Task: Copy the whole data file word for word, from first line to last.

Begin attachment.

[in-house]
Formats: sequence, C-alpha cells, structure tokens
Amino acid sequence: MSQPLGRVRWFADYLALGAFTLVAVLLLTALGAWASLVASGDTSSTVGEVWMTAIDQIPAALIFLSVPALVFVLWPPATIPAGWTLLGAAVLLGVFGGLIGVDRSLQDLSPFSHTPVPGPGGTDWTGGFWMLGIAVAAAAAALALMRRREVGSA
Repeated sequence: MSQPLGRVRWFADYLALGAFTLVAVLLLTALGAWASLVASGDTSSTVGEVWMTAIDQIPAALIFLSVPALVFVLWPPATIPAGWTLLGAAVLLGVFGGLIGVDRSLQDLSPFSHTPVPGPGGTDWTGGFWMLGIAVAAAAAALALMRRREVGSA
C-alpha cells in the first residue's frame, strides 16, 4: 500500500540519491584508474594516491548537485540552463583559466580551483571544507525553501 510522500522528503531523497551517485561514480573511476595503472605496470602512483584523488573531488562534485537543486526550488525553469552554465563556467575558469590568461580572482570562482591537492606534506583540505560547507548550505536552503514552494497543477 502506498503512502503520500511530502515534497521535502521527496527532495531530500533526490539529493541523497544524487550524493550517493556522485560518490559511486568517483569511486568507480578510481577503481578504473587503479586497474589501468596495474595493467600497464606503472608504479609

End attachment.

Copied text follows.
[in-house]
Formats: sequence, C-alpha cells, structure tokens
Amino acid sequence: MSQPLGRVRWFADYLALGAFTLVAVLLLTALGAWASLVASGDTSSTVGEVWMTAIDQIPAALIFLSVPALVFVLWPPATIPAGWTLLGAAVLLGVFGGLIGVDRSLQDLSPFSHTPVPGPGGTDWTGGFWMLGIAVAAAAAALALMRRREVGSA
Repeated sequence: MSQPLGRVRWFADYLALGAFTLVAVLLLTALGAWASLVASGDTSSTVGEVWMTAIDQIPAALIFLSVPALVFVLWPPATIPAGWTLLGAAVLLGVFGGLIGVDRSLQDLSPFSHTPVPGPGGTDWTGGFWMLGIAVAAAAAALALMRRREVGSA
C-alpha cells in the first residue's frame, strides 16, 4: 500500500540519491584508474594516491548537485540552463583559466580551483571544507525553501 510522500522528503531523497551517485561514480573511476595503472605496470602512483584523488573531488562534485537543486526550488525553469552554465563556467575558469590568461580572482570562482591537492606534506583540505560547507548550505536552503514552494497543477 502506498503512502503520500511530502515534497521535502521527496527532495531530500533526490539529493541523497544524487550524493550517493556522485560518490559511486568517483569511486568507480578510481577503481578504473587503479586497474589501468596495474595493467600497464606503472608504479609